“Data is our most valuable commodity but too many organizations still don‘t have a handle on how to manage all of it,” she said. “We’ve become highly focused on these areas at Insight because this is where our clients need our help most. We work closely together to simplify the complex and speed up adoption and benefits without breaking the bank to make it happen.

“Everyone is talking about sustainability,” she added. “Many of our solutions can help a client meet their own goals for sustainability from asset recovery and recycling to ensuring we optimize power consumption and data centers to leveraging the public cloud to building more intelligence at the edge,” she said.

Michael Goldstein, CEO of LAN Infotech – a Fort Lauderdale, Fla.-based Microsoft partner and member of CRN’s 2022 Managed Service Provider (MSP) 500, said the way Insight itemized and figured out six different areas of market demand exactly mirrors what he is seeing at his company.

“For me, to hear Insight and someone of [Mullen’s] caliber talk about the same initiatives that we’re seeing out there, it’s right on.

“A lot of customers realized coming out of the pandemic that they had to modernize to be more productive,” he added. “And I can see $11 trillion being small. A lot more people are asking cloud questions and we’re seeing a lot more cloud adoption, tied to that is modernization.”

To help accelerate clients into the future, Mullen said IT businesses need to be “loud, proud, fierce and strong.”

“We need to be loud about our collective capabilities within the channel to help organizations be more ambitious about what they can do and what they can become through the smarter use of technology,” she said. “We need to be proud of how we‘ve helped our clients’ abilities to adapt some pretty dramatic changes in the last couple of years, and to innovate along the way.”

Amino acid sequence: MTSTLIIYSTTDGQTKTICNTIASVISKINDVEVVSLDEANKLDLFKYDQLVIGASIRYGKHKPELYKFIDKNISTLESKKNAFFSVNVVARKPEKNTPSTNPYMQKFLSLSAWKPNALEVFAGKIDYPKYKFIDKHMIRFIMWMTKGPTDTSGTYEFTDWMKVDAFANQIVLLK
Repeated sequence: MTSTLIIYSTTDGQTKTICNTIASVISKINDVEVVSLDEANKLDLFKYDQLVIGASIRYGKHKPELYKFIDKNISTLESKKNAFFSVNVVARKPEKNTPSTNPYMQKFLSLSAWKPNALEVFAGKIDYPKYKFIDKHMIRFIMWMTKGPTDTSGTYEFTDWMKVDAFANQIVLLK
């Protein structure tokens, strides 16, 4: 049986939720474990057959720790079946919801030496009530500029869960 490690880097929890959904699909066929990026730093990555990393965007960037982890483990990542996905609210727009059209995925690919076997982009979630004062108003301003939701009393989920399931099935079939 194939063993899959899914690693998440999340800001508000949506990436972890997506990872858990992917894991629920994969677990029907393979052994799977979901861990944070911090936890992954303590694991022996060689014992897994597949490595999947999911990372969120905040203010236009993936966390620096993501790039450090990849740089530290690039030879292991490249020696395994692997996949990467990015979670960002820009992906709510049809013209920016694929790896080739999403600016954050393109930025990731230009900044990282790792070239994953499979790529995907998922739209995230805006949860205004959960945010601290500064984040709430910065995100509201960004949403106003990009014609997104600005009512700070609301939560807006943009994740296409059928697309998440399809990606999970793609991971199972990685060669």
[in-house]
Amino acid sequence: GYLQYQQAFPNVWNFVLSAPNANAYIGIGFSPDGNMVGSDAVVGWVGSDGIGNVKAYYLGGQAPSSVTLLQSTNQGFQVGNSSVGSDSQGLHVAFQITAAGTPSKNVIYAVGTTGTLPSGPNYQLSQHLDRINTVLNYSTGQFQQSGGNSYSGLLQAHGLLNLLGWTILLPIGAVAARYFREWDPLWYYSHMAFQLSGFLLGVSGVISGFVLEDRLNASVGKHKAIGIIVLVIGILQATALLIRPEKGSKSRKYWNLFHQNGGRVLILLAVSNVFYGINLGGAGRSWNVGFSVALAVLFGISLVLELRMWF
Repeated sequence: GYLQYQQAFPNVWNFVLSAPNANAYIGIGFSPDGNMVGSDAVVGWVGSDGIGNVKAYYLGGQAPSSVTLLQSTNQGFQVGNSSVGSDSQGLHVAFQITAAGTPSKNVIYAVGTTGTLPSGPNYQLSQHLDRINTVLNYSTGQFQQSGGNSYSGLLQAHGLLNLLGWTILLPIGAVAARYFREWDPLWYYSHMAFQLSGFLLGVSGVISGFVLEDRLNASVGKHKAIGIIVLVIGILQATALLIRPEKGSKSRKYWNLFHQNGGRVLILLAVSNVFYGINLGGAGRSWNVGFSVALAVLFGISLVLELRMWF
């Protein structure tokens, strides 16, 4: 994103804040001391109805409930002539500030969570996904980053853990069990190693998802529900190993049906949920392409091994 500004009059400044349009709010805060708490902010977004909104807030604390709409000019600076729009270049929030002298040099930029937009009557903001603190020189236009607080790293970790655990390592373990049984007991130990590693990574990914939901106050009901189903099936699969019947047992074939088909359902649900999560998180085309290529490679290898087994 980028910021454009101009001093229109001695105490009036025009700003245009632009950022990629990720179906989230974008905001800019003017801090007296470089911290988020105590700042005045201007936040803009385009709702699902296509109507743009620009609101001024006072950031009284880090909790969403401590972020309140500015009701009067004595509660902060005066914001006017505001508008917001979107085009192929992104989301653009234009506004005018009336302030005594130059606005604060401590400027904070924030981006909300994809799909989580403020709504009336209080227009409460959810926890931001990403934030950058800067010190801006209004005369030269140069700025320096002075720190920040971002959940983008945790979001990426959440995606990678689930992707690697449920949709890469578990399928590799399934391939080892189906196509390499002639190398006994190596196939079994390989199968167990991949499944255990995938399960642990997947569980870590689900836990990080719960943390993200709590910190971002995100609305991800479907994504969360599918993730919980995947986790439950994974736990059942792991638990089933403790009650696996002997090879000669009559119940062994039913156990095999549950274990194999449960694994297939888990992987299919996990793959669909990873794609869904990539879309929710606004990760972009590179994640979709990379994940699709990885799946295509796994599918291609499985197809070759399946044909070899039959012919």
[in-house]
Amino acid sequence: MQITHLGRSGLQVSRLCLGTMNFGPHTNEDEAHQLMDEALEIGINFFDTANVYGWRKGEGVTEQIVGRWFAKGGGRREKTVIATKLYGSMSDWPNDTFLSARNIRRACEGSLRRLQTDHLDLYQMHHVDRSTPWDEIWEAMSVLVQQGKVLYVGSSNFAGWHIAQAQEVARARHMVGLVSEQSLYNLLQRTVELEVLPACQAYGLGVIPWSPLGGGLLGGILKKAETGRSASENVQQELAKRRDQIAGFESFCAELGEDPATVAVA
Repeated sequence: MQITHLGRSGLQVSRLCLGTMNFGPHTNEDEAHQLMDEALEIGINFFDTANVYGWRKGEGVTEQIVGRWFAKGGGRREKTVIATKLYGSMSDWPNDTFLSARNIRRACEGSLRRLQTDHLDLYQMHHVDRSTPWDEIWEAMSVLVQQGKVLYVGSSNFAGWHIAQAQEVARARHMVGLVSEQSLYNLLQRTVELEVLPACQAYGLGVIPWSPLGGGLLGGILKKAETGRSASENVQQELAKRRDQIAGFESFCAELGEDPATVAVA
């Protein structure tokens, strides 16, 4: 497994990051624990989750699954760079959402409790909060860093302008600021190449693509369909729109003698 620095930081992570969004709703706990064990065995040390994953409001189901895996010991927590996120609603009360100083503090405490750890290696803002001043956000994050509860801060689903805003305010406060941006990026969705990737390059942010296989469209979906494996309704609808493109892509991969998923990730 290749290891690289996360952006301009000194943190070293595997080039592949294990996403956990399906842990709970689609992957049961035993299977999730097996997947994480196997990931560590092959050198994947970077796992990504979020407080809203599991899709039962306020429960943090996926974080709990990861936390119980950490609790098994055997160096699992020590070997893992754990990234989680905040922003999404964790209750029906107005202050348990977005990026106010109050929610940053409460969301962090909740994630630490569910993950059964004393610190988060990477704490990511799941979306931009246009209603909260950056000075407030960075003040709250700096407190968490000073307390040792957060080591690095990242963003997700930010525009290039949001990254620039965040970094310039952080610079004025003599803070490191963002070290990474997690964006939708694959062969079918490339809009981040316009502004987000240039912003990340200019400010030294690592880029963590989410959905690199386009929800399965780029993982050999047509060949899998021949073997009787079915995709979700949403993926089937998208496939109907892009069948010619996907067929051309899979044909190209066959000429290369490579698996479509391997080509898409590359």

She added that clients can no longer think like a technology company, they need to be a technology company.

“We also need to be fierce, fiercely protective of our clients best interest to help them see around the corners and be ready for the next inevitable wave of unpredictability,” she said. “We need to fiercely defend their organizations from cyberattacks and bad actors and change the narrative that our businesses and governments are more vulnerable than ever. We need to be fierce about bringing our ‘A’ game to our clients meaning we need to be truly in tune with your unique and ever-changing needs.”

Finally, she said IT companies need to be strong “in the conviction that technology will help solve the world‘s most vexing challenges.”

“Digital Transformation is a powerful equalizer in education, improving health care, engaging citizens and improving customer experience,” she said. “Digital transformation can actually bring us closer together. This is why we should, as an industry, be strong in our commitment to help our clients use technology as a force for good.”